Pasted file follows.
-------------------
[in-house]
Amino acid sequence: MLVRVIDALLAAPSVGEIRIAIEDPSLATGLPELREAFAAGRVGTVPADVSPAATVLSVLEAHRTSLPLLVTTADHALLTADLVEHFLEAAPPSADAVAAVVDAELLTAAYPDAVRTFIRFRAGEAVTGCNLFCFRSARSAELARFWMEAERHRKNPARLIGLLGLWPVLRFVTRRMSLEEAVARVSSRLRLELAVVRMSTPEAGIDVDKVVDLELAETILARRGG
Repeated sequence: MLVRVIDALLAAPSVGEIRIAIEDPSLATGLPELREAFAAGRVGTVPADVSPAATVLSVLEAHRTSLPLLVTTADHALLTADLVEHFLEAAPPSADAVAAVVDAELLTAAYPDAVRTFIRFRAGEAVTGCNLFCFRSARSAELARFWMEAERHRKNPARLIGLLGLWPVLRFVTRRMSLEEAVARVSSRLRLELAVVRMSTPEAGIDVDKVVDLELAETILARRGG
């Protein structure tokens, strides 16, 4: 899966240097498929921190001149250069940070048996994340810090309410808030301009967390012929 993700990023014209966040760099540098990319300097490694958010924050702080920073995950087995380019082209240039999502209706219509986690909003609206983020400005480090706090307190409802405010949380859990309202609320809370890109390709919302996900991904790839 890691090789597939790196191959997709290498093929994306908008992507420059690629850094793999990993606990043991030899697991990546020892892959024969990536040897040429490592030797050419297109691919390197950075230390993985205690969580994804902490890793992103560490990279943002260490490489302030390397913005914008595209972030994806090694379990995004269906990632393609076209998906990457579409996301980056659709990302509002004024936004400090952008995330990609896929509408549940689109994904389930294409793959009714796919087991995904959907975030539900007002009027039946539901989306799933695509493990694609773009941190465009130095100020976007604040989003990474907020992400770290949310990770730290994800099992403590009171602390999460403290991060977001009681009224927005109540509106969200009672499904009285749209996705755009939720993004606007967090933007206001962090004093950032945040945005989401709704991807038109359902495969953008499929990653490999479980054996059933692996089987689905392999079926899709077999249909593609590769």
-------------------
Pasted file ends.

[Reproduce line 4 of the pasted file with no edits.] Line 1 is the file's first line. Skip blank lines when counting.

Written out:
């Protein structure tokens, strides 16, 4: 899966240097498929921190001149250069940070048996994340810090309410808030301009967390012929 993700990023014209966040760099540098990319300097490694958010924050702080920073995950087995380019082209240039999502209706219509986690909003609206983020400005480090706090307190409802405010949380859990309202609320809370890109390709919302996900991904790839 890691090789597939790196191959997709290498093929994306908008992507420059690629850094793999990993606990043991030899697991990546020892892959024969990536040897040429490592030797050419297109691919390197950075230390993985205690969580994804902490890793992103560490990279943002260490490489302030390397913005914008595209972030994806090694379990995004269906990632393609076209998906990457579409996301980056659709990302509002004024936004400090952008995330990609896929509408549940689109994904389930294409793959009714796919087991995904959907975030539900007002009027039946539901989306799933695509493990694609773009941190465009130095100020976007604040989003990474907020992400770290949310990770730290994800099992403590009171602390999460403290991060977001009681009224927005109540509106969200009672499904009285749209996705755009939720993004606007967090933007206001962090004093950032945040945005989401709704991807038109359902495969953008499929990653490999479980054996059933692996089987689905392999079926899709077999249909593609590769």